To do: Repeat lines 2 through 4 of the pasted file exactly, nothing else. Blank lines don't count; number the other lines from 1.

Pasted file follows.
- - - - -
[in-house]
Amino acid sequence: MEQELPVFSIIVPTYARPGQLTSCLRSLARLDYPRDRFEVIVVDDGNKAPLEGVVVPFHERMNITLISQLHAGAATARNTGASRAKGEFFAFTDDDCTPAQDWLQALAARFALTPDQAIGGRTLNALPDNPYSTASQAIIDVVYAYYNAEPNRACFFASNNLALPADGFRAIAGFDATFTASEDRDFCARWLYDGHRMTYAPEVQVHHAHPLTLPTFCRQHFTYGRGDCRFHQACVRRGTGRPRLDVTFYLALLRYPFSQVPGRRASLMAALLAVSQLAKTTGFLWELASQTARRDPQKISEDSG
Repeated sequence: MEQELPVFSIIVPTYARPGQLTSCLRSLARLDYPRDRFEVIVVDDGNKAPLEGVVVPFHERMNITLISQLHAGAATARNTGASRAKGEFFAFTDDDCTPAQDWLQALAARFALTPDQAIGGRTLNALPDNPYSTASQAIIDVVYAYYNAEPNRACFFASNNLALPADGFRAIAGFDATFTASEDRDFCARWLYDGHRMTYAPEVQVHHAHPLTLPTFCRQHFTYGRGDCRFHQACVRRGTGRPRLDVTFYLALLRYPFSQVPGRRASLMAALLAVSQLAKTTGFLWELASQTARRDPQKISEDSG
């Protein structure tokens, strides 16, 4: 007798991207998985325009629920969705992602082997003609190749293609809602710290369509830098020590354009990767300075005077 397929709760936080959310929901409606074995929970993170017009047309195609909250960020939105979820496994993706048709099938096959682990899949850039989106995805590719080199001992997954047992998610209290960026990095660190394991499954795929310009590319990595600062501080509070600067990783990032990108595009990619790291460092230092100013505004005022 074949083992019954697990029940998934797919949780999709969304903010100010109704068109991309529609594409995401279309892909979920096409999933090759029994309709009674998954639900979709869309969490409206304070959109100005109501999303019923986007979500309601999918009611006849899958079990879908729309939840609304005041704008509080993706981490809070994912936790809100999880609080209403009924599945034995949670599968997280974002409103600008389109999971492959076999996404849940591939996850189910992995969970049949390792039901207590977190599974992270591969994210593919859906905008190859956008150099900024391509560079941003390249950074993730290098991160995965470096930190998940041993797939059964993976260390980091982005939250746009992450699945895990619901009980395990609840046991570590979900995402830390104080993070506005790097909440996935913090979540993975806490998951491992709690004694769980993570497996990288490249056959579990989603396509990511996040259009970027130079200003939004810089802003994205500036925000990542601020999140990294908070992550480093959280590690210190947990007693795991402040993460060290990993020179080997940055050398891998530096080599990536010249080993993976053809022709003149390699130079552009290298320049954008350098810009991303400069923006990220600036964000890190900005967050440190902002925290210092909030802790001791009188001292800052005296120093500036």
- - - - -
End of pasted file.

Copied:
Amino acid sequence: MEQELPVFSIIVPTYARPGQLTSCLRSLARLDYPRDRFEVIVVDDGNKAPLEGVVVPFHERMNITLISQLHAGAATARNTGASRAKGEFFAFTDDDCTPAQDWLQALAARFALTPDQAIGGRTLNALPDNPYSTASQAIIDVVYAYYNAEPNRACFFASNNLALPADGFRAIAGFDATFTASEDRDFCARWLYDGHRMTYAPEVQVHHAHPLTLPTFCRQHFTYGRGDCRFHQACVRRGTGRPRLDVTFYLALLRYPFSQVPGRRASLMAALLAVSQLAKTTGFLWELASQTARRDPQKISEDSG
Repeated sequence: MEQELPVFSIIVPTYARPGQLTSCLRSLARLDYPRDRFEVIVVDDGNKAPLEGVVVPFHERMNITLISQLHAGAATARNTGASRAKGEFFAFTDDDCTPAQDWLQALAARFALTPDQAIGGRTLNALPDNPYSTASQAIIDVVYAYYNAEPNRACFFASNNLALPADGFRAIAGFDATFTASEDRDFCARWLYDGHRMTYAPEVQVHHAHPLTLPTFCRQHFTYGRGDCRFHQACVRRGTGRPRLDVTFYLALLRYPFSQVPGRRASLMAALLAVSQLAKTTGFLWELASQTARRDPQKISEDSG
């Protein structure tokens, strides 16, 4: 007798991207998985325009629920969705992602082997003609190749293609809602710290369509830098020590354009990767300075005077 397929709760936080959310929901409606074995929970993170017009047309195609909250960020939105979820496994993706048709099938096959682990899949850039989106995805590719080199001992997954047992998610209290960026990095660190394991499954795929310009590319990595600062501080509070600067990783990032990108595009990619790291460092230092100013505004005022 074949083992019954697990029940998934797919949780999709969304903010100010109704068109991309529609594409995401279309892909979920096409999933090759029994309709009674998954639900979709869309969490409206304070959109100005109501999303019923986007979500309601999918009611006849899958079990879908729309939840609304005041704008509080993706981490809070994912936790809100999880609080209403009924599945034995949670599968997280974002409103600008389109999971492959076999996404849940591939996850189910992995969970049949390792039901207590977190599974992270591969994210593919859906905008190859956008150099900024391509560079941003390249950074993730290098991160995965470096930190998940041993797939059964993976260390980091982005939250746009992450699945895990619901009980395990609840046991570590979900995402830390104080993070506005790097909440996935913090979540993975806490998951491992709690004694769980993570497996990288490249056959579990989603396509990511996040259009970027130079200003939004810089802003994205500036925000990542601020999140990294908070992550480093959280590690210190947990007693795991402040993460060290990993020179080997940055050398891998530096080599990536010249080993993976053809022709003149390699130079552009290298320049954008350098810009991303400069923006990220600036964000890190900005967050440190902002925290210092909030802790001791009188001292800052005296120093500036």